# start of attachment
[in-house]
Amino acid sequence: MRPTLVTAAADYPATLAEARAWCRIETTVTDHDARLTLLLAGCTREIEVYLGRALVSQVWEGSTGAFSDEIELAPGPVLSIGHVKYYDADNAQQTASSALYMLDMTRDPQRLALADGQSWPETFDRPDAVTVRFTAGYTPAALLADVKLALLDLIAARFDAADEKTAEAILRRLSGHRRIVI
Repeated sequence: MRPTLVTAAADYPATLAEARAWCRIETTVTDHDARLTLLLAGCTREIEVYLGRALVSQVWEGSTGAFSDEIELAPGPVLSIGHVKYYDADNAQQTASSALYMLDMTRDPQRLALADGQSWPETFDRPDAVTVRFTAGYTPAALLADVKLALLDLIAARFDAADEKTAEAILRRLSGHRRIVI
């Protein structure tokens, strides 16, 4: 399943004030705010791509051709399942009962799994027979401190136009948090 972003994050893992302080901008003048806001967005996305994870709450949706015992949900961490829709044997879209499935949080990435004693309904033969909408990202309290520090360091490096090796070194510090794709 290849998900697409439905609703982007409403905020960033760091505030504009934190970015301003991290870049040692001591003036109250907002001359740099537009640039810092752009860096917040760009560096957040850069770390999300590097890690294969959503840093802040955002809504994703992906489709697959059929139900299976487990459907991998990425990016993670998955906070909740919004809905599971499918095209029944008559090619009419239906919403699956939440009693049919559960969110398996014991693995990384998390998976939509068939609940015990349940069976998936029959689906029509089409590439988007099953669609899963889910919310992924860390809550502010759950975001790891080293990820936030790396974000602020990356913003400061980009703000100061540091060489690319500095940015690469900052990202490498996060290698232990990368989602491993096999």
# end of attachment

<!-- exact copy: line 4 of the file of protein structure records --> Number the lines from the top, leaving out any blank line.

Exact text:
């Protein structure tokens, strides 16, 4: 399943004030705010791509051709399942009962799994027979401190136009948090 972003994050893992302080901008003048806001967005996305994870709450949706015992949900961490829709044997879209499935949080990435004693309904033969909408990202309290520090360091490096090796070194510090794709 290849998900697409439905609703982007409403905020960033760091505030504009934190970015301003991290870049040692001591003036109250907002001359740099537009640039810092752009860096917040760009560096957040850069770390999300590097890690294969959503840093802040955002809504994703992906489709697959059929139900299976487990459907991998990425990016993670998955906070909740919004809905599971499918095209029944008559090619009419239906919403699956939440009693049919559960969110398996014991693995990384998390998976939509068939609940015990349940069976998936029959689906029509089409590439988007099953669609899963889910919310992924860390809550502010759950975001790891080293990820936030790396974000602020990356913003400061980009703000100061540091060489690319500095940015690469900052990202490498996060290698232990990368989602491993096999």